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Old 1st February 2008, 01:11 AM   #1
syn08 is offline syn08  Canada
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Default Burr Brown OPA211

I am looking into a balanced to single ended converter for the PGP amp. I was originally thinking about a simple solution using LM4562 but then I said perhaps 2.7nV/rtHz is pretty high... and the slew rate is at no match with the PGP amp... So I decided to design and experiment a discrete devices converter that now measures pretty good (matching the overall performanace of the PGP amp), although it's rather complicated and quite expensive to build (2SK170/2SK74 input stage, 2SK246/2SJ103 current sources, a total of about 20 trannies and a handful of passives) and, worst of all, it requires a large PCB with little space in the case to properly shield against electric and magnetic fields. It can be done but it would be expensive and overall difficult.

Then I have noticed the new TI/BB OPA211. This critter is stunning: 1.1nV/rtHz, 80nVpp noise 0.1Hz to 10Hz, THD+N: -136dB (G = 1, f = 1kHz) and -120dB at 20KHz at 600ohm load and 3V output (I need only 1V and the load is over 10k), 0.35mV offset, 27V/uS SR (this could be better, though...) 45MHz BW at G=1, unity gain stable, 3.6mA supply current, CMRR and PSRR 120dB at 20KHz, etc... all for a little over $7. The data sheet specifies "professional audio preamplifiers" among intended applications. I had a short call with the TI guys and I was told that this device performance secret is a new SiGe process. A dual version OPA2211 is on it's way. They are also working on a FET input opamp (OPA827) in the same SiGe process. They'll send me a couple of OPA827 evaluation samples.

Have any of you experienced with this OPA211 device? Do you think it's worth further bothering with a discrete design for the balanced to single ended converter? I know, this OPA211 is not even built out of dirty sand, it's dirty sand polluted with some dirty germanium, so it cannot sound good, but from this perspective I'm willing to gamble.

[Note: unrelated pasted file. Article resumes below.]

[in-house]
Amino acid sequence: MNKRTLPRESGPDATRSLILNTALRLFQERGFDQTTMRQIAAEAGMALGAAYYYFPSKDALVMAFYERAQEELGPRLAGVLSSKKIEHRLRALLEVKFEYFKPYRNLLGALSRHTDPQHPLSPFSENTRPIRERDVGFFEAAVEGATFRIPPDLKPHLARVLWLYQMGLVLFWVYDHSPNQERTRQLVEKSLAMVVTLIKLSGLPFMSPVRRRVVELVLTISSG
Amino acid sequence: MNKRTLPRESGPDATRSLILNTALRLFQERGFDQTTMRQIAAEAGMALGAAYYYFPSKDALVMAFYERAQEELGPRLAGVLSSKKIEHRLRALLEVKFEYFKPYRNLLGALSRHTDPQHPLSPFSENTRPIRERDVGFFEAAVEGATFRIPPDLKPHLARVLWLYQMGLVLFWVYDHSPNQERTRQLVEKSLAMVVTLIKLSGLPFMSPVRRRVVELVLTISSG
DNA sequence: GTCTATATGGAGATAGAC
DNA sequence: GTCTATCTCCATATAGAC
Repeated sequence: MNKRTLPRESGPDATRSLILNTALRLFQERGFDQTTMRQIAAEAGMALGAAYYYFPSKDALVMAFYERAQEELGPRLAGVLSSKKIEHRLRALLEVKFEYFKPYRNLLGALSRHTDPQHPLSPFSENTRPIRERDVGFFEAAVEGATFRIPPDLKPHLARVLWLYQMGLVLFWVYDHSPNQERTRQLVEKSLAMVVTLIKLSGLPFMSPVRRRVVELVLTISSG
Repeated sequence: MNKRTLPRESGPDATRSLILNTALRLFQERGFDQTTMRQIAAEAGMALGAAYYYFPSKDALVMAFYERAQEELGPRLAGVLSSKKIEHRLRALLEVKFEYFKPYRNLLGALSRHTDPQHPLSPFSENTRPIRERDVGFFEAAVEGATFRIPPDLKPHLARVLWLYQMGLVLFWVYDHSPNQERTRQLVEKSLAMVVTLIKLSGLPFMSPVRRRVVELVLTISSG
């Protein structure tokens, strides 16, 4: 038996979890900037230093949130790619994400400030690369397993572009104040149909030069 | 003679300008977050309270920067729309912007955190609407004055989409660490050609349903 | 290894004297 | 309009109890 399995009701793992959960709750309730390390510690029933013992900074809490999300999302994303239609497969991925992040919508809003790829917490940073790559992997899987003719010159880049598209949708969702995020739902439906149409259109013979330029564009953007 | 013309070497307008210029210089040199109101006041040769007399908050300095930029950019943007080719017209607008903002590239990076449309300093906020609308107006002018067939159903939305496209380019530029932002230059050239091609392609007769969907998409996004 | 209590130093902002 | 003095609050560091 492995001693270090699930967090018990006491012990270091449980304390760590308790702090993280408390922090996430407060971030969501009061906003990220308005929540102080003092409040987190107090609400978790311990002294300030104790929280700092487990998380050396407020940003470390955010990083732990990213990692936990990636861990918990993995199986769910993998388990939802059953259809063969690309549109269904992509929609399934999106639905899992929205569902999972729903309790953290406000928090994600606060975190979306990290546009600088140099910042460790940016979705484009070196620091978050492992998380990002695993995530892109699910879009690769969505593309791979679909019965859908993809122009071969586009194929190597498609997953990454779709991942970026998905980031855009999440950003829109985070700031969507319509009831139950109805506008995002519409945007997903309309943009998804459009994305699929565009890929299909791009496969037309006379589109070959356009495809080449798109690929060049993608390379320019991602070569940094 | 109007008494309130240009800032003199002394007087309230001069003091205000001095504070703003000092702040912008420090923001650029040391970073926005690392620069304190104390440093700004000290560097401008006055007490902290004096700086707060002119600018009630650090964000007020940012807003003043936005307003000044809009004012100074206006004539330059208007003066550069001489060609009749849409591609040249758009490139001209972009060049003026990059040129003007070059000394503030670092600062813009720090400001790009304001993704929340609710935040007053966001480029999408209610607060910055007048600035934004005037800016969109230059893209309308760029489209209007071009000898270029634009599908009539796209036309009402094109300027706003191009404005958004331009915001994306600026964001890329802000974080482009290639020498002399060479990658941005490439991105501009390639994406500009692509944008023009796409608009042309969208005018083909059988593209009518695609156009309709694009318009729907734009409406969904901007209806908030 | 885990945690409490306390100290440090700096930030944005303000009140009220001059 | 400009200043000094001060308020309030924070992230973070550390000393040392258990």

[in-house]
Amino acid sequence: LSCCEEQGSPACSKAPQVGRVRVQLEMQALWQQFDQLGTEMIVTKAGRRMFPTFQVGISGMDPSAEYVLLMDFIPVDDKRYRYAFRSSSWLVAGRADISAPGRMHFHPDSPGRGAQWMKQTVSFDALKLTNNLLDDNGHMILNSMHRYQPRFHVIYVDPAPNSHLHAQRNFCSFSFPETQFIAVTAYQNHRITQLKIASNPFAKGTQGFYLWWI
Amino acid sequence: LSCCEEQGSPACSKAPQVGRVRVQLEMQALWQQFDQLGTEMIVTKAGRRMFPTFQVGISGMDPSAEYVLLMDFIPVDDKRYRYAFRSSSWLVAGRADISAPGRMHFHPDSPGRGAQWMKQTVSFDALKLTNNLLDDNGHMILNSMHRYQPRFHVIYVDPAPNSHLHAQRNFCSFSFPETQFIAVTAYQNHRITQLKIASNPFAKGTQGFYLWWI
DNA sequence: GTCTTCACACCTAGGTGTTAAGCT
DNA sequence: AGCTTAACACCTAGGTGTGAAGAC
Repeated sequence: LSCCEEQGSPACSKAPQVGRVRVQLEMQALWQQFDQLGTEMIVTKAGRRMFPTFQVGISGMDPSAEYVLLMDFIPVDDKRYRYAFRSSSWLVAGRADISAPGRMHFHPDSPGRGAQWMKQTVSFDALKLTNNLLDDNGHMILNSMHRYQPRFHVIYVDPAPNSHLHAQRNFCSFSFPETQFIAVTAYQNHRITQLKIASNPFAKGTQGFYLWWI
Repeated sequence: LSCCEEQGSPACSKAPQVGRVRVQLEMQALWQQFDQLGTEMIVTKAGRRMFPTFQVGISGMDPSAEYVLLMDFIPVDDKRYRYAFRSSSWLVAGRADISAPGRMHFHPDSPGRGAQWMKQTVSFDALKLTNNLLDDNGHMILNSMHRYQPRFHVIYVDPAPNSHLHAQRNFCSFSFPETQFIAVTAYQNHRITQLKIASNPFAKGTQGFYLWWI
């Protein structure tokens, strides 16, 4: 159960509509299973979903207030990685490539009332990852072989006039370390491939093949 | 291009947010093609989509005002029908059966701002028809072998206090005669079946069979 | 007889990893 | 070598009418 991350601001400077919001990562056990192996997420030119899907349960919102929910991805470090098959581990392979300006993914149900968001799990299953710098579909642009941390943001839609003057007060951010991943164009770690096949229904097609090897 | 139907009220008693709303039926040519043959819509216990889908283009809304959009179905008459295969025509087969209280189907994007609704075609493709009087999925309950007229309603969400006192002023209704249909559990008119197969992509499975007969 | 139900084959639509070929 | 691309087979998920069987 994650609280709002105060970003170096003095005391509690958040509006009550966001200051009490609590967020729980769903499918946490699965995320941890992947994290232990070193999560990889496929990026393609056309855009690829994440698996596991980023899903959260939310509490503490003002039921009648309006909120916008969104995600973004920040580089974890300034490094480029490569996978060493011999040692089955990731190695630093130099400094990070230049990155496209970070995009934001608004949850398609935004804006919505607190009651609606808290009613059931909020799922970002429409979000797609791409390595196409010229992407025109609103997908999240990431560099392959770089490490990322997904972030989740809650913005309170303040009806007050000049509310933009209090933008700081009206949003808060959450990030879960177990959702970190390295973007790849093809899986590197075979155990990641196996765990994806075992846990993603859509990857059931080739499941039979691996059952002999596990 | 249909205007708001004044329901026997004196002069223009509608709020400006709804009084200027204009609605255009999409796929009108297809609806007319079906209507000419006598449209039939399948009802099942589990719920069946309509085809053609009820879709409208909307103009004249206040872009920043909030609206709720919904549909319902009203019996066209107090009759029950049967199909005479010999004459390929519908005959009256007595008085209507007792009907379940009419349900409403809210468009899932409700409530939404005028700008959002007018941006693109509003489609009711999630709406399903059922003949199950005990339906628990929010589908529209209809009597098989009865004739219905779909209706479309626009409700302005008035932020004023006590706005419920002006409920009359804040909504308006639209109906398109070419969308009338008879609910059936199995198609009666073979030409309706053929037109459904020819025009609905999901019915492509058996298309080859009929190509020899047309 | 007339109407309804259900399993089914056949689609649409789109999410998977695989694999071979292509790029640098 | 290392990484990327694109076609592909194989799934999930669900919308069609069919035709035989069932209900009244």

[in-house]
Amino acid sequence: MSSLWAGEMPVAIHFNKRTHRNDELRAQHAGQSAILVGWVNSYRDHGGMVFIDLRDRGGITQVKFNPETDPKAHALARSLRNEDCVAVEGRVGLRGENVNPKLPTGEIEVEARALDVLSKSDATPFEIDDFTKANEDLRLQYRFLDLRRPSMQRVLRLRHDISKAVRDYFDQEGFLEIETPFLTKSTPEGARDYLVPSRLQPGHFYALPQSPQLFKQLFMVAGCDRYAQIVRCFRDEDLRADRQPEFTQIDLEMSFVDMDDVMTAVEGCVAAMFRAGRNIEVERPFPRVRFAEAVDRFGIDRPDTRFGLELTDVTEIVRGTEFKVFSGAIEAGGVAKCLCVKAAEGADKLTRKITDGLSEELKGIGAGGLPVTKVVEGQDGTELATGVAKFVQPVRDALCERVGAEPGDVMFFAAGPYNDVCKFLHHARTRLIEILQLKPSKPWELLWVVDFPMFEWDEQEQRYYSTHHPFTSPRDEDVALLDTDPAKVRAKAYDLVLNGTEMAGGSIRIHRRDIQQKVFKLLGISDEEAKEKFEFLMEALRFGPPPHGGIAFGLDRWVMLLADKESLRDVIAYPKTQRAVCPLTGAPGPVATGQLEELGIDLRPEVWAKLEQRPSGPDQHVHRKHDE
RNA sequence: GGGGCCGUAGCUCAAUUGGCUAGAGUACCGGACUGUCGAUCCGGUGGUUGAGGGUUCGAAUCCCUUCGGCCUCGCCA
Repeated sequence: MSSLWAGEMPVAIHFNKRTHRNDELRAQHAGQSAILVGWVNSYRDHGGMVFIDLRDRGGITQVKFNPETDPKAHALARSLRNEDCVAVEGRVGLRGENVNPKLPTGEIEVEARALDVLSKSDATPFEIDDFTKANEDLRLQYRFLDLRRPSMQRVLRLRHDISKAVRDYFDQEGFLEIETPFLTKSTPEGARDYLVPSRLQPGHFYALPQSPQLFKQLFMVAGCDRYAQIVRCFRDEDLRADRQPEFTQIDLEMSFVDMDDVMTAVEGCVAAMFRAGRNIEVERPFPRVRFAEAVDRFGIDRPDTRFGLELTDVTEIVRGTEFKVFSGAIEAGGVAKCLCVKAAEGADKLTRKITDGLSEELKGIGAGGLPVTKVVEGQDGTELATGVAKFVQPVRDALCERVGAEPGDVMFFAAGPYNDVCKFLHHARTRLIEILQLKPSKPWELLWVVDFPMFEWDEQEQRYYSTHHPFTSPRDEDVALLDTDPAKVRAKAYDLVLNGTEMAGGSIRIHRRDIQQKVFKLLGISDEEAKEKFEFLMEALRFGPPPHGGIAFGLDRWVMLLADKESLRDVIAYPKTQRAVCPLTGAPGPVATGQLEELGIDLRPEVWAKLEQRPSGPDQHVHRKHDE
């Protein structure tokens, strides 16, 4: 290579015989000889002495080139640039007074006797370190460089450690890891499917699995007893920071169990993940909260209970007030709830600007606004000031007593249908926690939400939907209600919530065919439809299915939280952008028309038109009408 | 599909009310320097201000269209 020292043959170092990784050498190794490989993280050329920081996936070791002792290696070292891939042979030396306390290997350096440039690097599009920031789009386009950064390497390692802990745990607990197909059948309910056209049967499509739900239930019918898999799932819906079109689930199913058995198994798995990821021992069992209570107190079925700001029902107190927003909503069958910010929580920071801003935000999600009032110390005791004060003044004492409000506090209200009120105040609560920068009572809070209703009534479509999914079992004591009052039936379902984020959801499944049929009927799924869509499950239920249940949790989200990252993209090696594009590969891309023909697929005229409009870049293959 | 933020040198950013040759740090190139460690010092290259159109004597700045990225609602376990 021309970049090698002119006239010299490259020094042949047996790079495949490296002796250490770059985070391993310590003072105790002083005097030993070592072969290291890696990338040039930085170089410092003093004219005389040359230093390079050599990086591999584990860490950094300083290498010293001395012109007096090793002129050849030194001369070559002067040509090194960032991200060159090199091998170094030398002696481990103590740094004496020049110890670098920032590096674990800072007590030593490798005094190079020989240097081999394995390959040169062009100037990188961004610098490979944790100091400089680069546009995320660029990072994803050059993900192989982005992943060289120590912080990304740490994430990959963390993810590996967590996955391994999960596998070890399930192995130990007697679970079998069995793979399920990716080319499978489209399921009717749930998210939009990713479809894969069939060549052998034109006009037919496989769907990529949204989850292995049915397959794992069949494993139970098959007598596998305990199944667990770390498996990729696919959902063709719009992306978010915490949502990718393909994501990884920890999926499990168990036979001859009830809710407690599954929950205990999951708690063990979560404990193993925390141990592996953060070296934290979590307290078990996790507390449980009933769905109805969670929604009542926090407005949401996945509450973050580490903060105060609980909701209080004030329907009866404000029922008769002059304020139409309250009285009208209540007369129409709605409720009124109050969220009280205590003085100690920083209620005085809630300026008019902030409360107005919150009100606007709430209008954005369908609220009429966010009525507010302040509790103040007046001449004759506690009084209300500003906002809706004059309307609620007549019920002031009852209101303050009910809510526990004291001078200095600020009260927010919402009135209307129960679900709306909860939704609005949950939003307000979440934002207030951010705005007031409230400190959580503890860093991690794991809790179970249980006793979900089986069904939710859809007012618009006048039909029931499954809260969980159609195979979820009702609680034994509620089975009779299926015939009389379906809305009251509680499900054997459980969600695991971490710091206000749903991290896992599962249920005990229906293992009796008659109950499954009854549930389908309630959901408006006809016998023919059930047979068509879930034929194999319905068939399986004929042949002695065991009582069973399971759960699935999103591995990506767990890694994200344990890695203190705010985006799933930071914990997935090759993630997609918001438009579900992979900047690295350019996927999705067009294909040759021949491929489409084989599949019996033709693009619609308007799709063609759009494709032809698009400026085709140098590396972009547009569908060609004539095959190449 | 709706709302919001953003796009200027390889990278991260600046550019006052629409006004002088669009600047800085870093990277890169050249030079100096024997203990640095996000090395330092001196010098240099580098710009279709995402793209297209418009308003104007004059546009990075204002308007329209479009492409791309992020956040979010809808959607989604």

Datasheet: http://focus.ti.com/lit/ds/symlink/opa211.pdf
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Old 1st February 2008, 08:56 AM   #2
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I know there are one or two reviews on it on Head-Fi.org. I think it was found good sounding.

I still believe there's a JFET and a bipolar sound. It'll be interesting to read more reviews of these new TI chips. I think the expectations for LM4562 was the same.
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Old 1st February 2008, 05:45 PM   #3
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I'm waiting for the dual version OPA2211...
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Old 4th February 2008, 06:35 PM   #4
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IMO,

give it a listen. Trust your ears.
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Old 5th February 2008, 12:31 AM   #5
x-pro is offline x-pro  United Kingdom
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Did you try THS4131 for this application? It is quite old but it will perform balanced to unbalanced conversion (and vise versa), it's voltage noise is 1.3 nV/rtHz and current noise is half of what OPA211 has. THD for 1V output into 10K could be below 120 dB across the audio range - at the time I've used it I did not have means to measure below 110 dB.

Cheers

Alex

P.S. - later TI released "audio" version of the same chip with somewhat changed front-end - OPA1632. I still prefer THS4131.
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Old 5th February 2008, 10:11 AM   #6
syn08 is offline syn08  Canada
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Quote:
Originally posted by x-pro
Did you try THS4131 for this application? It is quite old but it will perform balanced to unbalanced conversion (and vise versa), it's voltage noise is 1.3 nV/rtHz and current noise is half of what OPA211 has. THD for 1V output into 10K could be below 120 dB across the audio range - at the time I've used it I did not have means to measure below 110 dB.